Reader Suze in CO asked about farmer’s tans in the comments of this post, and then followed up in an e-mail, saying:
You asked, “I’m curious if you’re interested in a post on ways to dress around a ‘farmer’s tan,’ ways to respond to folks who comment, ways to feel comfortable with it, or all of the above.” I guess “all of the above” is most accurate, though I don’t hear a ton of comments from people about the tan. But I do get the looks – you know the kind I’m talking about. Like most women, I’m particularly sensitive to those assessing, disapproving looks that we know are all about how we appear. If someone was rude enough to actually say something, it would be much easier to handle.
Originally posted 2013-07-24 06:15:26.
Women’s collective fear of swimwear shopping has become a cliche: Everyone knows that the average gal enjoys searching for a new bikini about as much as she enjoys major dental work. But if your old suit is looking battered and you opt to brave the shops this season, you’ll find a wealth of new styles available in a huge variety of sizes. And a few key tips can make this traditionally painful shopping process far less traumatic.
FEAR NOT THE TWO-PIECE
One-piece swimsuits are considered more modest, but they can cause uncomfortable fit issues on some figures: If you’re long in the torso, these suits may pull at the crotch or dig into the shoulders. If you’re short in the torso, these suits may bunch up at the bust or in the midsection or even sag off your rear end. Two-pieces allow for more flexibility, especially for long- and short-waisted women but also for anyone whose top half is substantially smaller or larger than her bottom. With a one-piece, you’re stuck with manufacturer notions of size. With a two-piece, you can buy a medium top and extra-large bottom to suit your unique proportions. (Or any combination, of course.) And you needn’t stick to skimpy string bikinis! With the advent of tankinis – suits with traditional bikini bottoms and tank-style tops – you can still get plenty of coverage.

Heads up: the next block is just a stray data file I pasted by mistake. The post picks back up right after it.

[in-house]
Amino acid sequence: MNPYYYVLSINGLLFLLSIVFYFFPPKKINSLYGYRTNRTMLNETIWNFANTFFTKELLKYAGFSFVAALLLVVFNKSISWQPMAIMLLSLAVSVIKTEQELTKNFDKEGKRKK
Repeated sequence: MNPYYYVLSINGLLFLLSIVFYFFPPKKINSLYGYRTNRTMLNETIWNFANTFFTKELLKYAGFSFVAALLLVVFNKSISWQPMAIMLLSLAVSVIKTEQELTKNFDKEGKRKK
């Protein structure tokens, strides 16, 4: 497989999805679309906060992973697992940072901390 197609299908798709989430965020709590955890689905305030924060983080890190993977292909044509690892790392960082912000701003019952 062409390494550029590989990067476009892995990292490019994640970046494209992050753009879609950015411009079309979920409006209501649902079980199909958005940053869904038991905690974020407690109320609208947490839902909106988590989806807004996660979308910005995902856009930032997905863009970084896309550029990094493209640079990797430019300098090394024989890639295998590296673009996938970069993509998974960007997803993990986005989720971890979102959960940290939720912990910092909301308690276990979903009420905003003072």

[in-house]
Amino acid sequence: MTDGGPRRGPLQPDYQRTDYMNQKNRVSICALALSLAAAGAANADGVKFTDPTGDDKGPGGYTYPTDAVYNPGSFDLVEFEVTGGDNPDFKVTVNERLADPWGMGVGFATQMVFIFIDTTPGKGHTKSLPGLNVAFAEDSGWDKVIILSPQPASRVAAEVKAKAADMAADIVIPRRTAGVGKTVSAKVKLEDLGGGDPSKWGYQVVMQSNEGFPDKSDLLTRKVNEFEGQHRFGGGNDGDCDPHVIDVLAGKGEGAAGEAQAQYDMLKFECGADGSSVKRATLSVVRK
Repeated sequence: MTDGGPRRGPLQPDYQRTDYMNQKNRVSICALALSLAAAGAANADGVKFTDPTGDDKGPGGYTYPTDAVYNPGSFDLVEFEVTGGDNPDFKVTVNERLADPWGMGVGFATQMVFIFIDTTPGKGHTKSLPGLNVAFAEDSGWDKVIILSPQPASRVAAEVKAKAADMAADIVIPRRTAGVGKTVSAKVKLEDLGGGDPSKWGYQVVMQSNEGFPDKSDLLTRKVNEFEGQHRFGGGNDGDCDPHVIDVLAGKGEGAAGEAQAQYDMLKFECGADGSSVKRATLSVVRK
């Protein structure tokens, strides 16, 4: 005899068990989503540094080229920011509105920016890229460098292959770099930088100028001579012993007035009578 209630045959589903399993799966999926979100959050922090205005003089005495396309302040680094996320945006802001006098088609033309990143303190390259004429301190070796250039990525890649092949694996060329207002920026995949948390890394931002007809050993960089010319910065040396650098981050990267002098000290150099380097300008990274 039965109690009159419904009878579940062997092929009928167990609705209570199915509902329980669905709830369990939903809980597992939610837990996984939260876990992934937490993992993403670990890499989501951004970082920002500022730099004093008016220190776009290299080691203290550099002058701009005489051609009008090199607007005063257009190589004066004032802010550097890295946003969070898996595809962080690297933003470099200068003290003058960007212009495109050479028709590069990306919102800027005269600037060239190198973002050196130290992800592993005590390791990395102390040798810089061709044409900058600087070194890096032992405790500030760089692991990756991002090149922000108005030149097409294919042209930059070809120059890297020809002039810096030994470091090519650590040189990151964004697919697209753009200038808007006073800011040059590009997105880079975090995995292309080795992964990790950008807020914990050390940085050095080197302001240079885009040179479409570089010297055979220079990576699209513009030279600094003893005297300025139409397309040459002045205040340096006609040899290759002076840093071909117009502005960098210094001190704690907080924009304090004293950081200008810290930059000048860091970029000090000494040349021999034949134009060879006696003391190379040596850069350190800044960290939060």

Originally posted 2013-06-20 06:22:18.
Reader Maegan e-mailed me this question:
My budget is pretty tight, so I get a lot of my basic footwear (flats, pumps, boots and sandals) from Target, Payless, and Famous Footwear. I usually wear my shoes until I wear them out and they’re practically rags, ESPECIALLY my flats. Any hints on how best to maintain my cute but not quite high quality shoes so I can keep them looking fabulous longer?
This is a GREAT question, albeit a bit of a tough one. In my experience, two main causes of damage in inexpensive shoes are water and overuse. So for starters:
Originally posted 2013-08-20 06:46:08.